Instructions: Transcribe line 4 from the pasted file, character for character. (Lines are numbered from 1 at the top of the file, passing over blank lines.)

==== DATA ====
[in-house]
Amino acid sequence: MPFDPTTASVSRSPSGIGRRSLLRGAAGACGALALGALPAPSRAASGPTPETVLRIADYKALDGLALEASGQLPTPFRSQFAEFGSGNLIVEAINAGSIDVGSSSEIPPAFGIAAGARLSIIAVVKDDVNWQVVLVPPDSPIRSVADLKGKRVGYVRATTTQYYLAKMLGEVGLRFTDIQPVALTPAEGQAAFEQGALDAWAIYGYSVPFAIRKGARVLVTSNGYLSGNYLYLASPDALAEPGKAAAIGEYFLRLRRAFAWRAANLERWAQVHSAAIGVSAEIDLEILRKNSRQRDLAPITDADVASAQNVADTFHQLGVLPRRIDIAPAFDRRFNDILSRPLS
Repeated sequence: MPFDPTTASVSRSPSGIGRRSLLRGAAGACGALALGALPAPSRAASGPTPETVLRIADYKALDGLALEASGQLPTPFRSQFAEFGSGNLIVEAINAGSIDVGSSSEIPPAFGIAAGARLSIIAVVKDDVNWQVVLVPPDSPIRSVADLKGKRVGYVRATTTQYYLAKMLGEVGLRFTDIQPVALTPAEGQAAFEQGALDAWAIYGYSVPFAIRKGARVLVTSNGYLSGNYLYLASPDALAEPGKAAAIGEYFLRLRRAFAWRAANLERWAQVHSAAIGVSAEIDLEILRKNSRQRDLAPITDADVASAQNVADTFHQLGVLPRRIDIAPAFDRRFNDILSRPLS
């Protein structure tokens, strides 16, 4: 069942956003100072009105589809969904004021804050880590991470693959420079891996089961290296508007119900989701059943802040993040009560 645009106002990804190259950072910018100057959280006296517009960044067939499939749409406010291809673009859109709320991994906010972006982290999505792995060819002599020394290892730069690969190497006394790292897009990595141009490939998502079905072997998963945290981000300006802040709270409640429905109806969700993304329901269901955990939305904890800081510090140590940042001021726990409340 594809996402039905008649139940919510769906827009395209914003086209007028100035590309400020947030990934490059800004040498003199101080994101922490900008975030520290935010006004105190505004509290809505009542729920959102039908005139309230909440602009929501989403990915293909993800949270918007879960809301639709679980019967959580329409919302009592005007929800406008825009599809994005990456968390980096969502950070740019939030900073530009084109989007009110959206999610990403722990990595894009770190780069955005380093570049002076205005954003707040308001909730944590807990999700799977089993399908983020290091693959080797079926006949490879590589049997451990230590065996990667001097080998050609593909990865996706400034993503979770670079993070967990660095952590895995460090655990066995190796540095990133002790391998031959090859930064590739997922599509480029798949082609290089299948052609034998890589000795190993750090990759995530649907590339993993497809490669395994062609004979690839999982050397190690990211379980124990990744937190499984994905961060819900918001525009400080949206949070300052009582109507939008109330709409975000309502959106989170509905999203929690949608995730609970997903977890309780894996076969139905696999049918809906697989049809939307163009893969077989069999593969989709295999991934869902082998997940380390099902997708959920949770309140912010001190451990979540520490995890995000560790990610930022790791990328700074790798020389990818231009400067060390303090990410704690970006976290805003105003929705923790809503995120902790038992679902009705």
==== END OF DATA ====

């Protein structure tokens, strides 16, 4: 069942956003100072009105589809969904004021804050880590991470693959420079891996089961290296508007119900989701059943802040993040009560 645009106002990804190259950072910018100057959280006296517009960044067939499939749409406010291809673009859109709320991994906010972006982290999505792995060819002599020394290892730069690969190497006394790292897009990595141009490939998502079905072997998963945290981000300006802040709270409640429905109806969700993304329901269901955990939305904890800081510090140590940042001021726990409340 594809996402039905008649139940919510769906827009395209914003086209007028100035590309400020947030990934490059800004040498003199101080994101922490900008975030520290935010006004105190505004509290809505009542729920959102039908005139309230909440602009929501989403990915293909993800949270918007879960809301639709679980019967959580329409919302009592005007929800406008825009599809994005990456968390980096969502950070740019939030900073530009084109989007009110959206999610990403722990990595894009770190780069955005380093570049002076205005954003707040308001909730944590807990999700799977089993399908983020290091693959080797079926006949490879590589049997451990230590065996990667001097080998050609593909990865996706400034993503979770670079993070967990660095952590895995460090655990066995190796540095990133002790391998031959090859930064590739997922599509480029798949082609290089299948052609034998890589000795190993750090990759995530649907590339993993497809490669395994062609004979690839999982050397190690990211379980124990990744937190499984994905961060819900918001525009400080949206949070300052009582109507939008109330709409975000309502959106989170509905999203929690949608995730609970997903977890309780894996076969139905696999049918809906697989049809939307163009893969077989069999593969989709295999991934869902082998997940380390099902997708959920949770309140912010001190451990979540520490995890995000560790990610930022790791990328700074790798020389990818231009400067060390303090990410704690970006976290805003105003929705923790809503995120902790038992679902009705």